Lines 290-320 – Demonstrates the & GOSUB command using both simple variables and arrays elements. The example subroutine adds together the first two numbers passed to it. The result is passed back in the third parameter.

Line 360 – Demonstrates that the subroutine call operated and that parameters were passed both ways.

Line 370 – Delay loop.

Line 1000 – Subroutine called without passing variables.

Line 2000 – New subroutine showing that variables were passed and used within the subroutine.

Line 5000-5070 – Machine language loading subroutine. It first checks that the DATA statements have been typed in correctly. Each DATA statement is the value of 16 locations plus the sum of the previous 16 locations used as a simple checksum. A typo error is indicated if the checksum is not the sum of the previous 16 locations.

Line 5080-5120 – Checks that POKEs have been performed.

Line 5130-5140 – POKEs the routine into memory.

Line 5150 – This establishes the AMPERSAND vector (&) pointers. This call is not necessary if the machine code is BRUN, but is necessary if the subroutine is BLOADed. Note that the CALL from BASIC is not the start of the ML program. If we did CALL the start of the program, an automatic NEW would occur, wiping out the demonstration program.

Machine Code Description

Briefly, the machine language program works as follows:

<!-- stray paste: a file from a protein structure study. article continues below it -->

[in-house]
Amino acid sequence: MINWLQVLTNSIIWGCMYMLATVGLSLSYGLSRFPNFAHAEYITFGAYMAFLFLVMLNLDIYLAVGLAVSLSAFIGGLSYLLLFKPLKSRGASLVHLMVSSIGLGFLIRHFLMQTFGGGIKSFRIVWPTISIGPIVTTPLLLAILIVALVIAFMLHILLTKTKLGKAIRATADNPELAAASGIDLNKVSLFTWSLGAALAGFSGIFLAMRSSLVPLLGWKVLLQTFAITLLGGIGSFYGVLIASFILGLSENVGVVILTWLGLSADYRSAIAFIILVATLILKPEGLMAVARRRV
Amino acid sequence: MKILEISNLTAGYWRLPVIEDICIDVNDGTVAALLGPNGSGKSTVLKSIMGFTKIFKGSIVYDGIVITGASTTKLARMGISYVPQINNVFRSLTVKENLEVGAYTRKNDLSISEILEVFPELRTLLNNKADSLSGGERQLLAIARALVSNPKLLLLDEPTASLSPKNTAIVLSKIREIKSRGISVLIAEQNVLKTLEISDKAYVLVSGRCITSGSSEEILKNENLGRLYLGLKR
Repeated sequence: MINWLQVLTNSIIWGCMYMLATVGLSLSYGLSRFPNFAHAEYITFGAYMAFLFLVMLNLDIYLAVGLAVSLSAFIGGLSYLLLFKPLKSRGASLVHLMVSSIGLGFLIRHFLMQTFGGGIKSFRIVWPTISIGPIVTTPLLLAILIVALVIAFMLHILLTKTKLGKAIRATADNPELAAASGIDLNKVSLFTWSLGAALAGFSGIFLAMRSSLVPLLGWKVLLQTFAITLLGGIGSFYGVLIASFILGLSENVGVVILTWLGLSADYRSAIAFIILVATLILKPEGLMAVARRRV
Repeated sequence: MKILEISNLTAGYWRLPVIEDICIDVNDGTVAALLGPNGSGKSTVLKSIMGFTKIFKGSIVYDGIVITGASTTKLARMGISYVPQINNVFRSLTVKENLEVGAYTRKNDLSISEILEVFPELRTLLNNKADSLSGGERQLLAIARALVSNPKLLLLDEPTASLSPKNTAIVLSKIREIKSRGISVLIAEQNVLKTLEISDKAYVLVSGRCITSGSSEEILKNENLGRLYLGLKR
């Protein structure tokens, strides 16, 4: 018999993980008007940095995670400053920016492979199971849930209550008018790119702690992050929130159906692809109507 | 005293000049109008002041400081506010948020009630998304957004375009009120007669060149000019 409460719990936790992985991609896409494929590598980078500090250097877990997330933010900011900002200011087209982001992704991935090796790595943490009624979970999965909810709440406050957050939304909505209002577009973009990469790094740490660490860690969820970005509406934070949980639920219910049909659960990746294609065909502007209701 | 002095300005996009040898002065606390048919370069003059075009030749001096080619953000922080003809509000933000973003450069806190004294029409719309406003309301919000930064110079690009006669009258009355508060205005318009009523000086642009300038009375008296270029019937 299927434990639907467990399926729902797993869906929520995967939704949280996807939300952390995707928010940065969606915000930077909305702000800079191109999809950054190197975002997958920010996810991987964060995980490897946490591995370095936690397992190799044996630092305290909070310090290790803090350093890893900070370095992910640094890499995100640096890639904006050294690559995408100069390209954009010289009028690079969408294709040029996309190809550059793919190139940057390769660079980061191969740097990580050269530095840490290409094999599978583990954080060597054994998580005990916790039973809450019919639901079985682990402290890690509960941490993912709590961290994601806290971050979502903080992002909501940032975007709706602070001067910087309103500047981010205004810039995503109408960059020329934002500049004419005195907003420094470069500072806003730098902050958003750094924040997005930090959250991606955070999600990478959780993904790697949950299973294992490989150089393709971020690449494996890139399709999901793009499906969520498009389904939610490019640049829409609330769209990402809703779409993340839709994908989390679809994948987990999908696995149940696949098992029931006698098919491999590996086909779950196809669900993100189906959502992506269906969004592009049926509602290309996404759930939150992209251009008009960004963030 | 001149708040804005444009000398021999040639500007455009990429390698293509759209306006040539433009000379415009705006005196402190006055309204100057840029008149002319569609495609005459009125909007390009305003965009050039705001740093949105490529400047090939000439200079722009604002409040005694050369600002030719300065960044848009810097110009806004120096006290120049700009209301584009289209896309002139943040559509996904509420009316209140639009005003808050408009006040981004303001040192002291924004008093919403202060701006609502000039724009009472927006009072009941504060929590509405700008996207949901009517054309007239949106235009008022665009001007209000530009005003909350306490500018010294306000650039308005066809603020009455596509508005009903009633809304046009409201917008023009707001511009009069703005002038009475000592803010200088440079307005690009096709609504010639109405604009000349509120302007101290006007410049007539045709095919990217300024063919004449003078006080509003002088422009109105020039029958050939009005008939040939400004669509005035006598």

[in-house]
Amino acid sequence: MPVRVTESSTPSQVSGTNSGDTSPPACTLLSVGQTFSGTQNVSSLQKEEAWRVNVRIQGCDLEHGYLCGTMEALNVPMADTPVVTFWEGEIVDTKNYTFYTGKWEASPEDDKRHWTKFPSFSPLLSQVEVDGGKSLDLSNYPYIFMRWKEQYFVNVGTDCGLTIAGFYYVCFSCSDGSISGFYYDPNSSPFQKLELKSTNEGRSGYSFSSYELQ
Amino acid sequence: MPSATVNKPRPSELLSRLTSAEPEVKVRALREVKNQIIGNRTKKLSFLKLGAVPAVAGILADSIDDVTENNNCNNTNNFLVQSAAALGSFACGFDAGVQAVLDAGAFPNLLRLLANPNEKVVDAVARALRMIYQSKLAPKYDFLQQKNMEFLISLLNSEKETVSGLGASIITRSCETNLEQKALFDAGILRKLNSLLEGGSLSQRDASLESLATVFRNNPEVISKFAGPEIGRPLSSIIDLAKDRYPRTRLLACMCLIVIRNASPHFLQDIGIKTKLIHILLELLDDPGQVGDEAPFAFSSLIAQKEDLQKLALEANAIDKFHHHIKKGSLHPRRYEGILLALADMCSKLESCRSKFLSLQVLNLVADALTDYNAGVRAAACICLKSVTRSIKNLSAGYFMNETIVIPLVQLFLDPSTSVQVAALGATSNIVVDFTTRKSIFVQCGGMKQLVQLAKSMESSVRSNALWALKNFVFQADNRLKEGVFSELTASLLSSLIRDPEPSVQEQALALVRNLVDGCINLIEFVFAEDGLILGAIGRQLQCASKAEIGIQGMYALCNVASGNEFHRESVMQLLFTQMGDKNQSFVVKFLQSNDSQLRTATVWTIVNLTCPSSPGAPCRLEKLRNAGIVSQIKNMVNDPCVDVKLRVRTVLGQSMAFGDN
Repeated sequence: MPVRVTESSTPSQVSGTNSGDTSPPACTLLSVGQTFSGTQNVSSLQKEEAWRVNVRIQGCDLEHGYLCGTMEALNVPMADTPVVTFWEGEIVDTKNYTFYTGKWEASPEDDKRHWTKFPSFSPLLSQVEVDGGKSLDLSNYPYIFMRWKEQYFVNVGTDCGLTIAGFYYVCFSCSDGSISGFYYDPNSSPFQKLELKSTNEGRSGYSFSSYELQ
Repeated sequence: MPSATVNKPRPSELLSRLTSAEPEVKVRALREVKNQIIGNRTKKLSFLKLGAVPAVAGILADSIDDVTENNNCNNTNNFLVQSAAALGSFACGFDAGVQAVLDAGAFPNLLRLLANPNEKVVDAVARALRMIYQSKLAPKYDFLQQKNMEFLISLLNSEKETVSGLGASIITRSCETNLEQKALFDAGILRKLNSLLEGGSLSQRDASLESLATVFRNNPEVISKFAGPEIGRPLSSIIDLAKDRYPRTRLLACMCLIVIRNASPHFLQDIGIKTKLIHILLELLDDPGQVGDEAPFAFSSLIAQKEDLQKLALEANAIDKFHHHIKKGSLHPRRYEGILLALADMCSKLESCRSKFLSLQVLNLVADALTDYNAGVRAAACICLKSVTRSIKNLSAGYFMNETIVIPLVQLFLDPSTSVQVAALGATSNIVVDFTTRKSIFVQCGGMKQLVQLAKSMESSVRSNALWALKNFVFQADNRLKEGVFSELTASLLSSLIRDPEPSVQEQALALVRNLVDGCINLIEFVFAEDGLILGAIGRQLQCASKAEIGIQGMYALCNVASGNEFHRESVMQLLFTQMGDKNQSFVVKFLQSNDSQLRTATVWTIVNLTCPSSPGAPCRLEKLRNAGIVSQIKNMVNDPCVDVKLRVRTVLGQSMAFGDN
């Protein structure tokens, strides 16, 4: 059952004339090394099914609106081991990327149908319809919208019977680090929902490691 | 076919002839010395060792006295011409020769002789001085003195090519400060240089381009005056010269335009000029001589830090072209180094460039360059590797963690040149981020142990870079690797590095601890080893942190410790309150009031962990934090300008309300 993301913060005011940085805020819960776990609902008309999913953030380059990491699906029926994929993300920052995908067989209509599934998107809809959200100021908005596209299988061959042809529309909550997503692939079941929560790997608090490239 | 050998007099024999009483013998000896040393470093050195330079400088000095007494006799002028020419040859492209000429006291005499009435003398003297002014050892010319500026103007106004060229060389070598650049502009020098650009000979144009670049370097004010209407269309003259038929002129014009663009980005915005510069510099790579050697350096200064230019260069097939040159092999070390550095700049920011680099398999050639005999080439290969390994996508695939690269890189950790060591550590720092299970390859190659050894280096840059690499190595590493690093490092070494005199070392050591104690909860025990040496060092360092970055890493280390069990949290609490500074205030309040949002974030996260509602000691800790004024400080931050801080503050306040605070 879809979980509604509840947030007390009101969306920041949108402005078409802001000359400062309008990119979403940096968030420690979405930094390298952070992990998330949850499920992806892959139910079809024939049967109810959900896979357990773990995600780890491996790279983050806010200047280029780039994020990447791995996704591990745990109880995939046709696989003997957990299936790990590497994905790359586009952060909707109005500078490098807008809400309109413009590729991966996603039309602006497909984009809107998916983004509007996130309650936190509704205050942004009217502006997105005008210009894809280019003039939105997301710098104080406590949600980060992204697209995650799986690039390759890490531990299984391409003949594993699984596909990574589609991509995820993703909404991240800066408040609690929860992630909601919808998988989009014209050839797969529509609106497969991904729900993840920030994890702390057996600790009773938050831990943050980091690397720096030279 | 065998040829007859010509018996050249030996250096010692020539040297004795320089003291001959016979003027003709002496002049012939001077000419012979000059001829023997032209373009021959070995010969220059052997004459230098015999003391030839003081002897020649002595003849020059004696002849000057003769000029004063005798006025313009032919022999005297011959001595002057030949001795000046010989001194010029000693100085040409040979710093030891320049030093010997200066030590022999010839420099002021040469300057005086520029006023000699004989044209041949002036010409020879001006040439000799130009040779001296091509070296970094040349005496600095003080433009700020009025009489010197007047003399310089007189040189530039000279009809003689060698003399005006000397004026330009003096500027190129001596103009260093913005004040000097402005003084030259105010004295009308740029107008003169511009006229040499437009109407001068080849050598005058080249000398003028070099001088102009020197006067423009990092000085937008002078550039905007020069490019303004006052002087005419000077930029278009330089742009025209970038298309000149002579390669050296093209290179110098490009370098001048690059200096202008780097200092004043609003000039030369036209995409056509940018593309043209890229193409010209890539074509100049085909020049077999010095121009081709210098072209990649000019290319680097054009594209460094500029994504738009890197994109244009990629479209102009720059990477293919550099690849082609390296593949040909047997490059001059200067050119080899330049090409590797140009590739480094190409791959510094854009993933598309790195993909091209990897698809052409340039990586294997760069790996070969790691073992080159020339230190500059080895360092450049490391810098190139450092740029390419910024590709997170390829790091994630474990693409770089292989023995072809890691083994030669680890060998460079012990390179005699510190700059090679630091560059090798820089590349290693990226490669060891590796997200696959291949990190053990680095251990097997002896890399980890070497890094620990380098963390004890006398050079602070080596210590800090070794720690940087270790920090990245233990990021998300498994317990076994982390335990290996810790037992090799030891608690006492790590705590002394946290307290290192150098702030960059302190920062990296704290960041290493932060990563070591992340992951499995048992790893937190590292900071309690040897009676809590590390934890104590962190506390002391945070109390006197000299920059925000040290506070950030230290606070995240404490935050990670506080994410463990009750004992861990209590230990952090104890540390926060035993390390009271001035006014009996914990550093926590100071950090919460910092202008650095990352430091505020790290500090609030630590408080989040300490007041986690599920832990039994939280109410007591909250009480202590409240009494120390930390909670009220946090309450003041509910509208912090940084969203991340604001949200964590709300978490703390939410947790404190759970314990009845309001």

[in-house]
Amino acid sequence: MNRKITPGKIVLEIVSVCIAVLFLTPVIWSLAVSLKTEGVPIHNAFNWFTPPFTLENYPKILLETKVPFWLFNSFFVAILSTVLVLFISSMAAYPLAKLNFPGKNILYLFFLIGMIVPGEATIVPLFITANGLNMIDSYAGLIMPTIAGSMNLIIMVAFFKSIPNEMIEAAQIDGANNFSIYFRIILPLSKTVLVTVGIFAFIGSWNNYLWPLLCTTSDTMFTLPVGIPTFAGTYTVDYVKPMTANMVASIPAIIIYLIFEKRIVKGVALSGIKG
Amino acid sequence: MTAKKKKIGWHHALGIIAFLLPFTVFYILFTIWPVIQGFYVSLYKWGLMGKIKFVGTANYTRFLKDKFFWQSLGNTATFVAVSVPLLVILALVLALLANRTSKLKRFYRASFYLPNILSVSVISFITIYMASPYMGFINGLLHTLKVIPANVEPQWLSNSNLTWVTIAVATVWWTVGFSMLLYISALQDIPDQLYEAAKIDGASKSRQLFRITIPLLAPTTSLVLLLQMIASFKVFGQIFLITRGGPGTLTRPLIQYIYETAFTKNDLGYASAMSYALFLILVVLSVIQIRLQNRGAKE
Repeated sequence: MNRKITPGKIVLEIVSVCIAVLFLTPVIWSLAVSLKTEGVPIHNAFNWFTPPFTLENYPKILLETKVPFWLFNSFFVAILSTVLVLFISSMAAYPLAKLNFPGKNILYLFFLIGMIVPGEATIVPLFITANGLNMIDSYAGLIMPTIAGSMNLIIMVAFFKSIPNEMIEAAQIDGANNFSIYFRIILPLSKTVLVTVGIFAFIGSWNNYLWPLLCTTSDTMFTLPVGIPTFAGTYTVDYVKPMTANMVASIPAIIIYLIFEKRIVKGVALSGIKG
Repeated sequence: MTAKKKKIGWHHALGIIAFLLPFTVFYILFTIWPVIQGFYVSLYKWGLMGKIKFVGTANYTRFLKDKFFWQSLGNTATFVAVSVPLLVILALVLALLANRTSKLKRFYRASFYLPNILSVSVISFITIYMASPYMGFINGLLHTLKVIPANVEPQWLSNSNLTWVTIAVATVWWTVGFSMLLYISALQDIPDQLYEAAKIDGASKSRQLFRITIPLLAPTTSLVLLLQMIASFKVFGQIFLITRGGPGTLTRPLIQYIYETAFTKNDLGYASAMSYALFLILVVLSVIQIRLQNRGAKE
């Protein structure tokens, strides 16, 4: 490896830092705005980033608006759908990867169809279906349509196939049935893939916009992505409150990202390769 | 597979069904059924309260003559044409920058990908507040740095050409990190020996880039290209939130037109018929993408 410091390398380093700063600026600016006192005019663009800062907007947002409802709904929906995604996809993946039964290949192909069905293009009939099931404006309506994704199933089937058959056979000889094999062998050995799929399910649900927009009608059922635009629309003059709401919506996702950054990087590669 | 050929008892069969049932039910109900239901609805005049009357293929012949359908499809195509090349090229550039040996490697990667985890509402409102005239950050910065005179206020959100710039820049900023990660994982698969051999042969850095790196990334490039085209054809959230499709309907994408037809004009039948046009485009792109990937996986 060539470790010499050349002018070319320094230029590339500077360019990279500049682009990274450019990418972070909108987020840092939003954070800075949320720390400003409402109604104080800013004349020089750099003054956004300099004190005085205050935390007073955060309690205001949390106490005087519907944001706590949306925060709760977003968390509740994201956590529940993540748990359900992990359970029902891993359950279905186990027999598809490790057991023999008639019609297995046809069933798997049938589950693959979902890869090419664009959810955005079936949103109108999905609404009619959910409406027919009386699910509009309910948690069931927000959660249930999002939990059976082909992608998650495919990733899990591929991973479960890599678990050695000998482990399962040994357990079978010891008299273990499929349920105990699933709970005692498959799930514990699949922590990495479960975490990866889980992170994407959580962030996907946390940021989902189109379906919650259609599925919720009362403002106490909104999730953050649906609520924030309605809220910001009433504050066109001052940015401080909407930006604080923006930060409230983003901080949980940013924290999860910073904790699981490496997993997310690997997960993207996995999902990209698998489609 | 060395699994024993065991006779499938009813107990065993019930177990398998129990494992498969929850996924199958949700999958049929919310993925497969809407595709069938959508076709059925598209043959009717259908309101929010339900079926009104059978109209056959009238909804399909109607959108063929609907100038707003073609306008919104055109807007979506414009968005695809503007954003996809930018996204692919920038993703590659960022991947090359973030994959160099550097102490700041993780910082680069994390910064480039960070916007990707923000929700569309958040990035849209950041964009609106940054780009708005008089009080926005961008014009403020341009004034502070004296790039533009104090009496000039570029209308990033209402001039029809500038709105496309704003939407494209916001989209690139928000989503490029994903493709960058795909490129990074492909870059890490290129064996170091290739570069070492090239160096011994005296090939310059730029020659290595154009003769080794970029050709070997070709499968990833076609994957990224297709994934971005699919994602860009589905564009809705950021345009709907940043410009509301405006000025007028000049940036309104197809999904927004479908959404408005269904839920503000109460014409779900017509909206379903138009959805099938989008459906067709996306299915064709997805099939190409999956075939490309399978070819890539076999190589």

& GOSUB NAME!NAME(0), A, B...! The text pointers to the variable A are stored in the first two bytes of NAME(0). Then the value of A is moved into NAME(1), B into NAME(2) and so on.

& GET !NAME(0), W,X,...! The text pointers to the variable W are stored in the second two bytes of NAME(0). The value of NAME(1) is moved into W, NAME(2) into X and so on.

& RETURN !NAME(0)! The text pointer to W are recovered. The current values of W, X..are moved into NAME(1), NAME(2) etc. Then the text pointer to A is recovered. The values in NAME(1), NAME(2)...are moved into A, B....

The method of implementing the other commands is described in COMPUTE! #12.

Lines 15-31 – Zero page usage.

Lines 33-43 – Definition of tokens.

Lines 45-61 – Pointers to Applesoft routines. Internal Applesoft routines are used to cut down the amount of code required.

ADJMEM and AMPER. Lines 65-77 – Do the machine language equivalent of POKE 104, 0: POKE 2560, 0: NEW. Then set the AMPERSAND vector.

ENTRY. Lines 80-92 – Check on which of the new commands is required.

GOTO. Lines 94-99 – Front end of the normal Applesoft GOTO routine moved and modified to allow variables and numbers to be used in the GOTO statement.

GOSUB. Lines 101-134 – Handling of the & GOSUB command.

Line 101 – Front end of the normal Applesoft GOSUB routine moved and modified to allow variables and numbers in subroutine calls.

Line 121 — Is the first parameter an array?

This array is used for the storage of the text pointers and the parameters. The stack would get too full if it were used.

Line 130: — Store text pointers.

Line 132 — Move the other parameters into the array for storage.

GET. Lines 136—140 — Handling of the & GET command.

Line 136 — Locate the storage array.